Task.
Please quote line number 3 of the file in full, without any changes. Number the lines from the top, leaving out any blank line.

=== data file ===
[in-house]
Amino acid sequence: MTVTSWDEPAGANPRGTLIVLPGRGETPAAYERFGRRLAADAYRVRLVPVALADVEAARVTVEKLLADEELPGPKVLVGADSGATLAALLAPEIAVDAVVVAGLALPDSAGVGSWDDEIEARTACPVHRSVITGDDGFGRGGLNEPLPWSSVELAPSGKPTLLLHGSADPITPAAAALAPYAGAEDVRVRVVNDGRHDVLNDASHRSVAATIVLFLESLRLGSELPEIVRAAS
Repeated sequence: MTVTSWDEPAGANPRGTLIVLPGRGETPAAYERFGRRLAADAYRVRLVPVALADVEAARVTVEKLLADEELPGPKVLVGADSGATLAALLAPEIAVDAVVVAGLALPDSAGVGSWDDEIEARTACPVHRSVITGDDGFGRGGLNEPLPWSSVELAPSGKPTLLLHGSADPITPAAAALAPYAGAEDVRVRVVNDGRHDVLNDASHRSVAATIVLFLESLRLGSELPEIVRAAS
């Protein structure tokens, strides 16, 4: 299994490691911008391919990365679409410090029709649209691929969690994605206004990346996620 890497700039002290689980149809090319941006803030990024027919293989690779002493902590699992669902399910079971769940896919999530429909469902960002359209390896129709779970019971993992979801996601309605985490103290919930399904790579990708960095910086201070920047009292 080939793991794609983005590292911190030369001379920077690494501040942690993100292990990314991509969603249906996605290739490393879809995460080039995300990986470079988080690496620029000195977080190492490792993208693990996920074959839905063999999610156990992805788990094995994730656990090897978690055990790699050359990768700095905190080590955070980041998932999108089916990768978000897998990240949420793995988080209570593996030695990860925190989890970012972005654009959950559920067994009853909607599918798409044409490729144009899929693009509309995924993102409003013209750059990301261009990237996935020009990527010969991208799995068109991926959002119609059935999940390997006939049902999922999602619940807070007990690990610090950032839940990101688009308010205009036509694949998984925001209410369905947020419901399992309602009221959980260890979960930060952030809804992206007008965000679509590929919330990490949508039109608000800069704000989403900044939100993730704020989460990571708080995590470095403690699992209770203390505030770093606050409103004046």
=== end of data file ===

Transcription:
Repeated sequence: MTVTSWDEPAGANPRGTLIVLPGRGETPAAYERFGRRLAADAYRVRLVPVALADVEAARVTVEKLLADEELPGPKVLVGADSGATLAALLAPEIAVDAVVVAGLALPDSAGVGSWDDEIEARTACPVHRSVITGDDGFGRGGLNEPLPWSSVELAPSGKPTLLLHGSADPITPAAAALAPYAGAEDVRVRVVNDGRHDVLNDASHRSVAATIVLFLESLRLGSELPEIVRAAS